Multiple contact "numbers" - one Portable Every person would have Portable and "home" contact mailbox (number). An employer would just map new employee "extension" (e-mail box) to former personís Portable. That way all notifications destined for that particular person would be reflected on his or her Portable. A person can restrict hours of notification, view source and destination mailbox name. All portables will differ in number of features, options and configuration.
Whoís getting all the money Another interesting separation should occur in Services / Account / Mailboxes area. Service Providers would sell hard disk space and mail boxes. Communication providers will sell and deliver bandwidth. Troubleshooting and maintenance would shift dramatically from your office to Providers. At you location your would have Desktops - easy to use and not serviceable devices! Remember that you do not repair or upgrade your phones, your just buy new ones! The same situation will be with Desktops. All the money in this area will be tightly associated with services. If something goes wrong with you Desktop you call Provider or Vendor. You call Consultants only on initial implementation stages. Consulting in Computer area would become a "Computer Telephone" like type of business - reselling other peoples services. All support and maintenance will shift to NET / SERVER centers, where the majority of support calls will end up.
Slim Profit Several important changes would occur with a wide spread of Internet trade of goods and services. It would be very easy to look up the lowest prices on any hardware item or consulting service. Near universal competition will bring prices closer to cost and that will trim profits.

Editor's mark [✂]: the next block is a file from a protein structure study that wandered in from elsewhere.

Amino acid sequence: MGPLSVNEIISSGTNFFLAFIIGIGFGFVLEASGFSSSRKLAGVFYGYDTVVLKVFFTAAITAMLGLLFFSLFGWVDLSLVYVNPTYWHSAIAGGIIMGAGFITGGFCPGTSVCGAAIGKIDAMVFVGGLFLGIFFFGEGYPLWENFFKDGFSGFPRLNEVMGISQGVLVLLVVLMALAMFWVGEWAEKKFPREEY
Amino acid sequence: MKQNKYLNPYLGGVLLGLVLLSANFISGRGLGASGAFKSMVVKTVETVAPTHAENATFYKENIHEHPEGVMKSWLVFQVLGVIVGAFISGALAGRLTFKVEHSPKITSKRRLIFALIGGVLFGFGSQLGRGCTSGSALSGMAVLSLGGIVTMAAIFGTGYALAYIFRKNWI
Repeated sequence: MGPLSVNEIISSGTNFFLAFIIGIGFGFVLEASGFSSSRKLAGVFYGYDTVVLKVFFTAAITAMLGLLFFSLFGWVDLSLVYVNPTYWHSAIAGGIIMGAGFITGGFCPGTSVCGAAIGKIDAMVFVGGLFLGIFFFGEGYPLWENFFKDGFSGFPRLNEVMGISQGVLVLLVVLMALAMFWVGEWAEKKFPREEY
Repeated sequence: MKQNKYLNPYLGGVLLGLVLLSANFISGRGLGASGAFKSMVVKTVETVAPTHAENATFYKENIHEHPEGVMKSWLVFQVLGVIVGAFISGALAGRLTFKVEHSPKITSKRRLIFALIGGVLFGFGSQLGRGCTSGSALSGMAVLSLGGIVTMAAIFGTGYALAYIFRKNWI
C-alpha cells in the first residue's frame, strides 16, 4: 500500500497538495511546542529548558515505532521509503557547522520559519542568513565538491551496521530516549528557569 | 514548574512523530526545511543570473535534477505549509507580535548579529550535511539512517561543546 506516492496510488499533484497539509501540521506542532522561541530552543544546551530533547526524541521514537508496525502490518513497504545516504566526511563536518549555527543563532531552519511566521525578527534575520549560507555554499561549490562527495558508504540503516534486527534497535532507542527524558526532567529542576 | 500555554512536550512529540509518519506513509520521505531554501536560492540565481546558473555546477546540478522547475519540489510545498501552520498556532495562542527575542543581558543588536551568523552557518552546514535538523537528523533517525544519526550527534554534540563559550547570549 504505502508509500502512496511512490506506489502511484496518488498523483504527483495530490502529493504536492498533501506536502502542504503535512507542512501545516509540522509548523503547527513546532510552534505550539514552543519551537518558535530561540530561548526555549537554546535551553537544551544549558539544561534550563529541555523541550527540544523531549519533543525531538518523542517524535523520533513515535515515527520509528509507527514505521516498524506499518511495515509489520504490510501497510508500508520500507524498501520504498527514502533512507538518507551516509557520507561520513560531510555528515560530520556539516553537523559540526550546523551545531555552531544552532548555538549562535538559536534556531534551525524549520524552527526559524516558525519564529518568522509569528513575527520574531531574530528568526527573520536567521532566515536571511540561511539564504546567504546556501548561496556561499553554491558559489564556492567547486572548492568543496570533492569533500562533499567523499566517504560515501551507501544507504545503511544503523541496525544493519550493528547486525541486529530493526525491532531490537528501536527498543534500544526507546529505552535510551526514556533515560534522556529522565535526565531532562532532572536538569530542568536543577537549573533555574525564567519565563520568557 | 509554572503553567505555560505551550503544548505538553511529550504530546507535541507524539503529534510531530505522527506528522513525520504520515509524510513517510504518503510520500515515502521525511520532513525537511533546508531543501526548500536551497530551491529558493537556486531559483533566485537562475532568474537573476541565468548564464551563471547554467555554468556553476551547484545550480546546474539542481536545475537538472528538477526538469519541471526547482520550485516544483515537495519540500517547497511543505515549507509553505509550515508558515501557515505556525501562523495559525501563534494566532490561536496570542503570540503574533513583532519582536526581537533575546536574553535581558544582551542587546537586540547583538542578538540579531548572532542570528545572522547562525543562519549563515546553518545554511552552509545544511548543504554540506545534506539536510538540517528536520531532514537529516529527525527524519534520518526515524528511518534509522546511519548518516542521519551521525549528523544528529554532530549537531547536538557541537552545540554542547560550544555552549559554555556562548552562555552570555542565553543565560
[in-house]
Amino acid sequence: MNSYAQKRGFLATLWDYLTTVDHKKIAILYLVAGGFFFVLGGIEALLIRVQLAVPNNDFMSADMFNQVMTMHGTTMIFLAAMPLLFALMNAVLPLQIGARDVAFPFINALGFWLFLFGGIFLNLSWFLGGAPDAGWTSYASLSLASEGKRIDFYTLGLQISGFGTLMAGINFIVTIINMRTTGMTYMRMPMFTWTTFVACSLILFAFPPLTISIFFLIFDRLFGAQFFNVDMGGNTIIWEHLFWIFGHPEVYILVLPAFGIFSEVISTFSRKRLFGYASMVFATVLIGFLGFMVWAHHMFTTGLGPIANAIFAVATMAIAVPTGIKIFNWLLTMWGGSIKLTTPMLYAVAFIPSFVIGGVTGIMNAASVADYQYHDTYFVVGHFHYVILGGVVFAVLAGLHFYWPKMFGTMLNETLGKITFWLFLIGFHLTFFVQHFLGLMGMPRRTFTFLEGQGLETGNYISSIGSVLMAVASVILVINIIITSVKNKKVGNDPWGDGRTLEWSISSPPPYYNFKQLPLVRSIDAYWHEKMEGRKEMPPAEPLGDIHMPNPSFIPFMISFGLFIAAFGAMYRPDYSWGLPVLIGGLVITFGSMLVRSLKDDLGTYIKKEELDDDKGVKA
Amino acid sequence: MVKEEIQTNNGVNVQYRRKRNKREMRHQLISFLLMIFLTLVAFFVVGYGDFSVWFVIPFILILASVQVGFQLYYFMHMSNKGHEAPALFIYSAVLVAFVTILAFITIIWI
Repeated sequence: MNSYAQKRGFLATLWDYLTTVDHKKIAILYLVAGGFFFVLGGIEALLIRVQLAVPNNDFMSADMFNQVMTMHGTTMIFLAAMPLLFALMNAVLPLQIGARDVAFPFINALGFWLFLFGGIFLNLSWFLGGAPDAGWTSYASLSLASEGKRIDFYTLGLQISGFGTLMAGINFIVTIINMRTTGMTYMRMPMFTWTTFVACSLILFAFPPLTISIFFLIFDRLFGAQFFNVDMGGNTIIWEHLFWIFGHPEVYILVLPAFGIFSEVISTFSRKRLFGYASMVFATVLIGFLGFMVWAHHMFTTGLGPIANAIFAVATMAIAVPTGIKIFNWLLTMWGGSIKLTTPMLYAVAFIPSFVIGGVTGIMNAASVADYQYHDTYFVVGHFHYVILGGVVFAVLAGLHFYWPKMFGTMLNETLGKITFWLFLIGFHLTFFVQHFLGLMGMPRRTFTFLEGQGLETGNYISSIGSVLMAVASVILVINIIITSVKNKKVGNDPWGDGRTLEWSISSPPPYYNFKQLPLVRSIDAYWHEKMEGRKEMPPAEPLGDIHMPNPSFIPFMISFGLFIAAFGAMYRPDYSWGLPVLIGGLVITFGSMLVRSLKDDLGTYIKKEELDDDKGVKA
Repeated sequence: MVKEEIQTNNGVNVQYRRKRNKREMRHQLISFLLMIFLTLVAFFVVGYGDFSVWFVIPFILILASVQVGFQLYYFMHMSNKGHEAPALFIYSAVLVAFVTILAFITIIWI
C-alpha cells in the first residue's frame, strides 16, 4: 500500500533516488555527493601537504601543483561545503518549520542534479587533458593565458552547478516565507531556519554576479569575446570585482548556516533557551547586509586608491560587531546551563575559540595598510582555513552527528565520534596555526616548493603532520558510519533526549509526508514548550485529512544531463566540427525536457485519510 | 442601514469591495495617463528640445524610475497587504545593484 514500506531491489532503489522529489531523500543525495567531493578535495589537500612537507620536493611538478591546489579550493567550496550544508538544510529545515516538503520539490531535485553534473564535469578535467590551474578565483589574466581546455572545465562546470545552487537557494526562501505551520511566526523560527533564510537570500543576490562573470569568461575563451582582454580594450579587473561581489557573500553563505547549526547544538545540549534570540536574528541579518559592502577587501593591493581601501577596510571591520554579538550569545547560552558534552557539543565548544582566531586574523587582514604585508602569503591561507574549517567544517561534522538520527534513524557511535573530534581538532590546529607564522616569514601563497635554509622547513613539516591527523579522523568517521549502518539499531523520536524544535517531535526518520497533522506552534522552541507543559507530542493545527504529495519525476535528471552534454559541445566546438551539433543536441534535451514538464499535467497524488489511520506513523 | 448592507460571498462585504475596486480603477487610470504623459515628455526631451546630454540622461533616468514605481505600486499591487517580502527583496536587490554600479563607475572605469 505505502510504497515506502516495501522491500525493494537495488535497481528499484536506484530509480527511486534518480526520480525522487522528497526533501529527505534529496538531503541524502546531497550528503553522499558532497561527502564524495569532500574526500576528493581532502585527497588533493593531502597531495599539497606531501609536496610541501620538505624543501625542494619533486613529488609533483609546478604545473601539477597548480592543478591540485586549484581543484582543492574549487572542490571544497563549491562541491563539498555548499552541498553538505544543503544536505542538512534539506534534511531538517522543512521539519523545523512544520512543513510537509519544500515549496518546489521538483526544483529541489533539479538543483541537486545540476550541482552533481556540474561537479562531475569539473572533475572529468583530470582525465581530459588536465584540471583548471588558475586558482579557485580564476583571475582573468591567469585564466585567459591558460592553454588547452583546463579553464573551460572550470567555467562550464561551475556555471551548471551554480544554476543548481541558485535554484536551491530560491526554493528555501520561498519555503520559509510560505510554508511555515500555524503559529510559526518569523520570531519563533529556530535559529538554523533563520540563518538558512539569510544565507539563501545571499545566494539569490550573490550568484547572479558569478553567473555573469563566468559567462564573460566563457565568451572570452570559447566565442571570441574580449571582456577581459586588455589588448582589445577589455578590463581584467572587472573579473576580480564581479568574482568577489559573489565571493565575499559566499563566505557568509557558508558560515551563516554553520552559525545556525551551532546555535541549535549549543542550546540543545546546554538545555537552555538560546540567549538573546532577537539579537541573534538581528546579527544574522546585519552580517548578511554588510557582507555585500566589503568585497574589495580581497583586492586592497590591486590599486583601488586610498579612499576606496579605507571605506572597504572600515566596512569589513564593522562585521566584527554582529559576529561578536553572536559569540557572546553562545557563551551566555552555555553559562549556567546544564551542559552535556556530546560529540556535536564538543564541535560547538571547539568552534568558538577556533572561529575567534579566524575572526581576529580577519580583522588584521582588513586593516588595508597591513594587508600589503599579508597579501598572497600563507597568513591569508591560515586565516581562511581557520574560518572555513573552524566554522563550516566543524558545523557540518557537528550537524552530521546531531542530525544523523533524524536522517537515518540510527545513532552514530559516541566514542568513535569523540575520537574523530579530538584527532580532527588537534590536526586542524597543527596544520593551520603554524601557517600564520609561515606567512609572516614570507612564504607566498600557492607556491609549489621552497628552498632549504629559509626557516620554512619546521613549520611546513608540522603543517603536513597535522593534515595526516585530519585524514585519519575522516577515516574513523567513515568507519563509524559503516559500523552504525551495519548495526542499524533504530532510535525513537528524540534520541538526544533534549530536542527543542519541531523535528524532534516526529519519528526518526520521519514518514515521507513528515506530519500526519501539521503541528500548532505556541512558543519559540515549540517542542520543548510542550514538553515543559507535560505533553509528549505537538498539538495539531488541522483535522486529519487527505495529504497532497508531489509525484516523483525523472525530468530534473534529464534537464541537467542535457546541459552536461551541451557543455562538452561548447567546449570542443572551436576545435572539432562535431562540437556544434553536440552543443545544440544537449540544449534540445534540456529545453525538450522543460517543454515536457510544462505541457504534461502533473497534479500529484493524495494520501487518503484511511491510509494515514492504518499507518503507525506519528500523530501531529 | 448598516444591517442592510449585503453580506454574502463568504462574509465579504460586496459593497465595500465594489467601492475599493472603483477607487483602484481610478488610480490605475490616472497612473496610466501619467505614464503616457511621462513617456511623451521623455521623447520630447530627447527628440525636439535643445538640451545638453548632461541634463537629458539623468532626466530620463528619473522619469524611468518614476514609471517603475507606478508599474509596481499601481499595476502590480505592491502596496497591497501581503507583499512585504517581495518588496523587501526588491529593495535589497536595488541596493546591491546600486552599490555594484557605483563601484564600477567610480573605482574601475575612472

Future value of experience, not knowledge Very similar tendency would take place in workforce market. Value of knowledge will drop - anyone would be able to lookup any information on the NET, but value of experience will increase. Ability to determine and fix communication problems, provide quick answers, envisage faults and prevent them would be of value.
Destiny of Software Development You would never buy software ever. Your provider would sell services - database services, accounting services and so on. It would be the providersí concern to buy and setup software, make all the upgrades, contact technical support, backup and protect your data. Developers with Internet programming skills will be in demand. Cost of software development and implementation will be reflected in the price of provided services (mail boxes and disk space).
CONCLUSION To stay competitive and strong we should consider moving our consulting business into service provider direction. Seems like reselling NET / INTERNET services (not hardware) might be just the way to go. It would cost an incredible amount of money. The way to get them is either a merger or a huge external investment. That would make us move into much bigger office space, buy a lot of hardware. In that situation most of our experience with 15-50 node networks will be irrelevant and we would have to gain new experience with thousands of connected Desktops. Our small size starts hurting us. We would be able to provide local solution for global client problems.
SECONDARY CONCLUSION Secondary conclusion deals with Mail software. Buying mailboxes at an Internet Provider would be the way to go for small and medium size businesses. MS Exchange server isnít a way to go. MS Exchange is too hard to maintain and support. Tendency would be to get rid of all servers (including Mail Servers) and move them to service a provider site.